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Offline ljohnsaw

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Re: Burying conex
« Reply #9 on: October 05, 2020, 12:18:08 AM »
If you can get them cheap enough, use it as a concrete form?  Pour a slab, set the box, erect the "outside" form and fill with concrete?  Then it wouldn't matter if/when it rusts out.
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Offline charles mann

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Re: Burying conex
« Reply #10 on: October 05, 2020, 12:54:41 AM »
If you can get them cheap enough, use it as a concrete form?  Pour a slab, set the box, erect the "outside" form and fill with concrete?  Then it wouldn't matter if/when it rusts out.
That is what i was thinking too. Instead of using the conex as an inner form, just earth form the walls and pour 4, preferably, 6 in thick and ensure to leave a 2x4Ē lip on the floor, for tar strips and same for the ceiling to help make it more water tight. 
Yes, mud and rebar is more expensive, but better longevity. 
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Offline Al_Smith

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Re: Burying conex
« Reply #11 on: October 05, 2020, 05:43:22 AM »
They don't recommend to bury them --just saying .I've got a 40 footer but it's above ground .It's got about 4 gallons of Rust-Oleum on it and should last me the rest of my life .

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Re: Burying conex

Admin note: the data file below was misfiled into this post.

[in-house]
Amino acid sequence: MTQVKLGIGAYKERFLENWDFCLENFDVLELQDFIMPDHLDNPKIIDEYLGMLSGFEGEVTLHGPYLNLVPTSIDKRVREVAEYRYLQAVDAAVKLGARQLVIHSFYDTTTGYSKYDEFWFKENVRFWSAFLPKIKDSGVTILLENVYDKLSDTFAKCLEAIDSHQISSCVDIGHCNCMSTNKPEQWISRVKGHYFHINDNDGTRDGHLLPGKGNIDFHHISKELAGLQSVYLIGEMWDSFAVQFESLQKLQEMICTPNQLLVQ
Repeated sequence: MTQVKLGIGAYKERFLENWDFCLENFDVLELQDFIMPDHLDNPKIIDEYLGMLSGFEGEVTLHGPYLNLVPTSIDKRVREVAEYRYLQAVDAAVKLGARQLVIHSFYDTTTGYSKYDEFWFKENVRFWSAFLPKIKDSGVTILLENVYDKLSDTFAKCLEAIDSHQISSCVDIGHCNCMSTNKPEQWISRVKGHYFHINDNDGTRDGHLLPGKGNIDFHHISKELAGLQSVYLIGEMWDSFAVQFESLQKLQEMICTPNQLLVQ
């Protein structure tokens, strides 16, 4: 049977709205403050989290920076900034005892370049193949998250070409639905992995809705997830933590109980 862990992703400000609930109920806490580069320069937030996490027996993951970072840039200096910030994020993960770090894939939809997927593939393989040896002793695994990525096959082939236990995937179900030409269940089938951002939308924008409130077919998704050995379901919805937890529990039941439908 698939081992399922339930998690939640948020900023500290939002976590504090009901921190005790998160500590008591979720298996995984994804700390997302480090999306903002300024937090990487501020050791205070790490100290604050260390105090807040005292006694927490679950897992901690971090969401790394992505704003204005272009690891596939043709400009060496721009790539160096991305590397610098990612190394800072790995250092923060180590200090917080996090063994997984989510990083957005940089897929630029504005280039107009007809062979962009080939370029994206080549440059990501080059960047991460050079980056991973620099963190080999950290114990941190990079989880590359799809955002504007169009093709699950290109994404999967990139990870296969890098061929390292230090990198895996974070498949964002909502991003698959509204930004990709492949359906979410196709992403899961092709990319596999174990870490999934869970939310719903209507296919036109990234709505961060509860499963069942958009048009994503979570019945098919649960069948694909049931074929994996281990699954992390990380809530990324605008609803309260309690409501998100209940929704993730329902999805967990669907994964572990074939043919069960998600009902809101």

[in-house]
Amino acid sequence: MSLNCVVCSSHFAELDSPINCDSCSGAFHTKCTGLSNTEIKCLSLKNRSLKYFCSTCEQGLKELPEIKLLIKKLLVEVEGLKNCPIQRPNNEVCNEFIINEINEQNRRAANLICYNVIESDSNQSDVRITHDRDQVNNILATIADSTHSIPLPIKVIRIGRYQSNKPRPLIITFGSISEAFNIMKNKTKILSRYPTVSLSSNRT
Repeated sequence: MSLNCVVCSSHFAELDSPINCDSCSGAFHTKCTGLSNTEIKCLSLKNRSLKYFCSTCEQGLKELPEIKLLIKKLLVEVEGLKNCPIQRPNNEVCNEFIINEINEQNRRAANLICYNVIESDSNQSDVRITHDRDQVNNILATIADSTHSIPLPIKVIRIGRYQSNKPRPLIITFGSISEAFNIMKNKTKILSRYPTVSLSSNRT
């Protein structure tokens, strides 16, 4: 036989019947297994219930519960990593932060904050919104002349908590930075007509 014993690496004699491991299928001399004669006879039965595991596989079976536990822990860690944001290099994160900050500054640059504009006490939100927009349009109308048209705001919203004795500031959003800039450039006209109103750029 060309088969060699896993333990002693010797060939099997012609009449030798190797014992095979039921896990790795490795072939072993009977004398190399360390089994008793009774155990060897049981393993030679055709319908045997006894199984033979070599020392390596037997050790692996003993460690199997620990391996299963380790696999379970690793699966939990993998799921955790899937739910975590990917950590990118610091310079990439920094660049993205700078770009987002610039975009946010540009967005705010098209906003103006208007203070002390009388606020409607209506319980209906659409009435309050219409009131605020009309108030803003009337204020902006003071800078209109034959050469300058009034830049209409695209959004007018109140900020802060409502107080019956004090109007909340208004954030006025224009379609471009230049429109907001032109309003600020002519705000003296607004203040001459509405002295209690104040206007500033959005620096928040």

« Reply #12 on: October 05, 2020, 07:39:28 AM »
My end goalóó-
I have 3 1/2 acres and itís all sloped up hill to the back of the property. I need more storage than I have, which is already 800 so ft than the ď genius commissioners of my city/ county ď think you Should have. Their rule is ď no more than 5% of the property or no larger than 1200 sq ft. When I was doing some work for an inspector , he said a farmer was taking them to court over this. He has 52 acres and they wouldnít give him a permit to build a barn, ( I donít know the sq ft but over 1200) So with having the bank I cut out  up by my shop and the county doing satellite pictures I thought this might be the best way.

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Re: Burying conex
« Reply #13 on: October 05, 2020, 07:59:27 AM »
Sounds like you need to go help the farmer win his case, then send some of those County folks to the unemployment line.  
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Re: Burying conex
« Reply #14 on: October 05, 2020, 08:43:15 AM »
I don't think it's a good idea to use a container whose metal is designed to rust as a below ground shelter.  

I've seen many Connex rust out in the open air, and too many iron water pipes rust out underground.



  

 
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Re: Burying conex
« Reply #15 on: October 05, 2020, 09:48:08 AM »
I'm certainly no expert on Corten steel but I think the secret with any metal is keep it from ground contact .To add to that these shipping boxes have been around for a long but when they started using weathering type steel who actually knows .The floors are treated marine plywood so they should last almost  forever. I've heard they can float on the Pacific ocean about a month full of cell phones before they sink which says a lot about the door seals .
For the math 3.5 acres is 140,480 sq feet .A forty foot shipping box is 320 square feet .

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Re: Burying conex